- There must be an adequate demonstration of significant erosion at the subject site
- There are not viable alternatives to protect the uplands
- The project design includes rip-rap or non-structural shoreline stabilization (such as planting vegetation) if practicable
What are the alternatives to vertical seawalls?
Retaining Walls are identical to seawalls, but all portions of the wall are in the uplands. A retaining wall may be built without a permit from the DEP if all activities (dredging, filling, slope grading, or equipment access) are confined to the uplands (see Figure 1) and the wall is located landward of the coastal construction control line.
Vegetation is a natural and inexpensive way to stabilize a shoreline. It can be used alone or in combination with other methods. Vegetation may be planted directly into the soil or with a fiber mat added for stability. Planting of native vegetation may not require a permit or Consent of Use.
Rip-Rap, which consists of loose boulders, rocks, or clean concrete rubble, can be placed along the water’s edge to stabilize the shoreline and disperse the energy of the waves.
Source: “Shoreline Stabilization and the Department of Environmental Protection”. FDEP
- Conservation Easement
- The projection of long-term shoreline recession occurring over a period of 30 years based on shoreline change information obtained from historical measurements.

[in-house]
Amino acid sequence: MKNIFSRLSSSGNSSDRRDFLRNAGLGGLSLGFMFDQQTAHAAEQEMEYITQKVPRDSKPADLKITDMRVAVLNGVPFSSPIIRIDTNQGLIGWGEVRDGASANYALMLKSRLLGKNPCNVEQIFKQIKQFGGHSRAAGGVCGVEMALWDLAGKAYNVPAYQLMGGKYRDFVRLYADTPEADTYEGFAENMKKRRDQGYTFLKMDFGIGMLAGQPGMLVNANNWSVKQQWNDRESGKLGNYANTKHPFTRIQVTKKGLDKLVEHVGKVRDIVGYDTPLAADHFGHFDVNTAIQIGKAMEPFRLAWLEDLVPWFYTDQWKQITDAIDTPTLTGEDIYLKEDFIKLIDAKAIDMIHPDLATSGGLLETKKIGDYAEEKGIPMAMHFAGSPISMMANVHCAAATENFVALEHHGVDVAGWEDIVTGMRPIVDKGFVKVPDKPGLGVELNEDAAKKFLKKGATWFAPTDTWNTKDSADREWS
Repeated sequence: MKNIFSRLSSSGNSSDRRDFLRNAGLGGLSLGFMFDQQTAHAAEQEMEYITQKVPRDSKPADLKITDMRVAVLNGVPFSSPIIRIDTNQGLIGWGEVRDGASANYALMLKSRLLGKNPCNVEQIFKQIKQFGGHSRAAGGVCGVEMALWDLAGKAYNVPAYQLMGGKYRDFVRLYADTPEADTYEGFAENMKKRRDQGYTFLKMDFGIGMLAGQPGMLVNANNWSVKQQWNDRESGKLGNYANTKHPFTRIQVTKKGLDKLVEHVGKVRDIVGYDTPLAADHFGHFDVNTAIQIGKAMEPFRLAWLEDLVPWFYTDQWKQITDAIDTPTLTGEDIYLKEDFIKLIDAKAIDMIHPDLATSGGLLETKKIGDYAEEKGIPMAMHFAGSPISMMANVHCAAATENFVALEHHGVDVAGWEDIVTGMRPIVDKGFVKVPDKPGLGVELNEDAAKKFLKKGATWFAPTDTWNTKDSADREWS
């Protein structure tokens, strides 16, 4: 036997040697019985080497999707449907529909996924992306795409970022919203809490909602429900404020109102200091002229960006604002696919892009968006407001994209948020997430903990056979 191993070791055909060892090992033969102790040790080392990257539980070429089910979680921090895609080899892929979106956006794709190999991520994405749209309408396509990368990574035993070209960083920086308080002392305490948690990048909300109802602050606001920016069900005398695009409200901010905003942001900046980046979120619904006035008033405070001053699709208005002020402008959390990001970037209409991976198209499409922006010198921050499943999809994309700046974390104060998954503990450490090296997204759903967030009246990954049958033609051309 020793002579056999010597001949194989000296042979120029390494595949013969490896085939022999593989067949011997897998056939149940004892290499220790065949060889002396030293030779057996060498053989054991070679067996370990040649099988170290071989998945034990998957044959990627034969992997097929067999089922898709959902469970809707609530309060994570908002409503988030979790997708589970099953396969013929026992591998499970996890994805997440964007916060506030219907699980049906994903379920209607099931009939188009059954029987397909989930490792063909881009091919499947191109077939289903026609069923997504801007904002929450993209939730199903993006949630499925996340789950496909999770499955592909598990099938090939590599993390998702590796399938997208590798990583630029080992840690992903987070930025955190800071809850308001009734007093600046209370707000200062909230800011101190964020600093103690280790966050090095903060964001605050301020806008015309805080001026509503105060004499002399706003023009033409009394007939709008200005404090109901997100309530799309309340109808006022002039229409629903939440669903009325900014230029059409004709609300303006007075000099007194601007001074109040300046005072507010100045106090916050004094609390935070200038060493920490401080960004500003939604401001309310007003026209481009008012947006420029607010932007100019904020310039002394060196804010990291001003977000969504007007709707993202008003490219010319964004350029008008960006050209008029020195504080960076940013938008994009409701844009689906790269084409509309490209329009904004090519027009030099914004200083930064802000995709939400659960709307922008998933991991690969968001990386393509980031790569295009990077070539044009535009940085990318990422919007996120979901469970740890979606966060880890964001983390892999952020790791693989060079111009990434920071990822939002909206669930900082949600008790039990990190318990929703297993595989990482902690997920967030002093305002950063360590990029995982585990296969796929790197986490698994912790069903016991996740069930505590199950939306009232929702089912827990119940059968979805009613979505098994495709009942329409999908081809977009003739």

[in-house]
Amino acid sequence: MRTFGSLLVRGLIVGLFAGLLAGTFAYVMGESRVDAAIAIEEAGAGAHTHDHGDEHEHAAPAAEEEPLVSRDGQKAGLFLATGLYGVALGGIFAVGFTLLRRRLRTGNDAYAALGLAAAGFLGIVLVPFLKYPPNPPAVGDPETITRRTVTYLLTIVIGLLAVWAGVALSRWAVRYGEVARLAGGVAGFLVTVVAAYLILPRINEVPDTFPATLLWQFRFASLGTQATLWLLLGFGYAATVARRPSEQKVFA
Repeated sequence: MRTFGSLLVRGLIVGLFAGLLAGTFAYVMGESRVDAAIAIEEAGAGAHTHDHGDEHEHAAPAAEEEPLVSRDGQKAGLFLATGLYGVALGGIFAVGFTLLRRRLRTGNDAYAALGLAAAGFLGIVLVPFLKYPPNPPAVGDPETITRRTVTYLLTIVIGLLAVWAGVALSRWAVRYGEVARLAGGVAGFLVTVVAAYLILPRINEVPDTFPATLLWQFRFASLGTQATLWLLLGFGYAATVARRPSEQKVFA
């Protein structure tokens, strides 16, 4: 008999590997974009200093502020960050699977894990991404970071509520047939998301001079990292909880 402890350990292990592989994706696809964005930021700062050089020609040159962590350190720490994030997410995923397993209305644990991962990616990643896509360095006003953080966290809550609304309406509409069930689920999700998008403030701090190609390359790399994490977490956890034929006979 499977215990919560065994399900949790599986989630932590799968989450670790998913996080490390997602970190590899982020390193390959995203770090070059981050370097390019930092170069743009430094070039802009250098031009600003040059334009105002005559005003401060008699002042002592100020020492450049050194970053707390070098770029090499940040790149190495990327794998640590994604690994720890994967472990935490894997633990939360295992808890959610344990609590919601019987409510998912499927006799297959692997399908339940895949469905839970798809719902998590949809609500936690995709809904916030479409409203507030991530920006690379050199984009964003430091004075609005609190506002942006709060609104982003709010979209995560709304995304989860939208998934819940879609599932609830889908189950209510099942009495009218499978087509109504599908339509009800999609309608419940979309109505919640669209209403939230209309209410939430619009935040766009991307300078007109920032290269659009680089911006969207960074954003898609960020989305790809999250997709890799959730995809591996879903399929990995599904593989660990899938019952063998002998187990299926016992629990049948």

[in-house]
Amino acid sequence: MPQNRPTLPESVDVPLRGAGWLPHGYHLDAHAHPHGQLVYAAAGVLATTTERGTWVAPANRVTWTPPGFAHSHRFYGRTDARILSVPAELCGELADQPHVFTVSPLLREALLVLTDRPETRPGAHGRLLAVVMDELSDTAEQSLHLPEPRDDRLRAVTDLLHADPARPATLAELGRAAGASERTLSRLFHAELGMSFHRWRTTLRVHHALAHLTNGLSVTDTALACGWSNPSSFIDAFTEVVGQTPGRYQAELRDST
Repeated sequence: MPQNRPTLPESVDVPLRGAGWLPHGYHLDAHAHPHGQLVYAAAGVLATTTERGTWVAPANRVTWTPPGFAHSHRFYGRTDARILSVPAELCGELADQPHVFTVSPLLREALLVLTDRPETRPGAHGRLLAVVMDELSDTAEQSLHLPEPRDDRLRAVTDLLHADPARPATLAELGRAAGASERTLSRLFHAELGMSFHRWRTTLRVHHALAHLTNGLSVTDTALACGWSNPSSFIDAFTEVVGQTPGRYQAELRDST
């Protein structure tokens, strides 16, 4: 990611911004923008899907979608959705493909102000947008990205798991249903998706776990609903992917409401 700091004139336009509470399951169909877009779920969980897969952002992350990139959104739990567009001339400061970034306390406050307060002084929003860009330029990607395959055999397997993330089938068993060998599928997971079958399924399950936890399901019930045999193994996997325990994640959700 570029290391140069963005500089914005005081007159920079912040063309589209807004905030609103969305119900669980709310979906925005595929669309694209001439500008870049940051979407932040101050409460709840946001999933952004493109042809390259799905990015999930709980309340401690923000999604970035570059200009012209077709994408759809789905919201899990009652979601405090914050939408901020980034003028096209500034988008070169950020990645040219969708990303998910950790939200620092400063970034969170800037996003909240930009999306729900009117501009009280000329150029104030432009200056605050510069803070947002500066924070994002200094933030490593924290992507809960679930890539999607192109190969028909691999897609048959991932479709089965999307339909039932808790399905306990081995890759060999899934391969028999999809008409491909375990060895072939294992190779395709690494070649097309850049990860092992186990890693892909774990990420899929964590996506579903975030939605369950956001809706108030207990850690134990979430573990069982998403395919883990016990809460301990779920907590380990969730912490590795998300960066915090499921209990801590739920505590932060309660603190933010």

- Mean High Water Line
- The boundary line along navigable waters between submerged lands including the foreshore, owned by the State in its sovereign capacity, and uplands subject to private ownership.
- Riparian Rights
- Those rights incident to the ownership of lands bordering upon navigable waters. They are rights of ingress, egress, boating, bathing, fishing, and the right to an unobstructed view of the channel. Riparian rights also include the right to accretions to riparian lands. Subject to reasonable governmental restrictions, riparian rights also include the right to build a dock to access navigable waters.
It is a common misconception that riparian rights apply to all waters. Under Florida Law, however, only lands bordering waters which were navigable at the time of Florida’s statehood on March 3,1845 are benefitted by riparian rights. Such rights do not apply to artificially erected waterbodies. While generally, riparian rights lines typically are drawn from the extension of the upland property lines, for shorelines that do not run at right angles to the property lines, the riparian rights lines are apportioned between the owners along the shoreline.
- State-Owned, Sovereignty Submerged Lands
- Lands beneath navigable waters below the mean high water line, title to which was vested in the State of Florida upon its statehood in 1845, and which have not subsequently been conveyed to private ownership.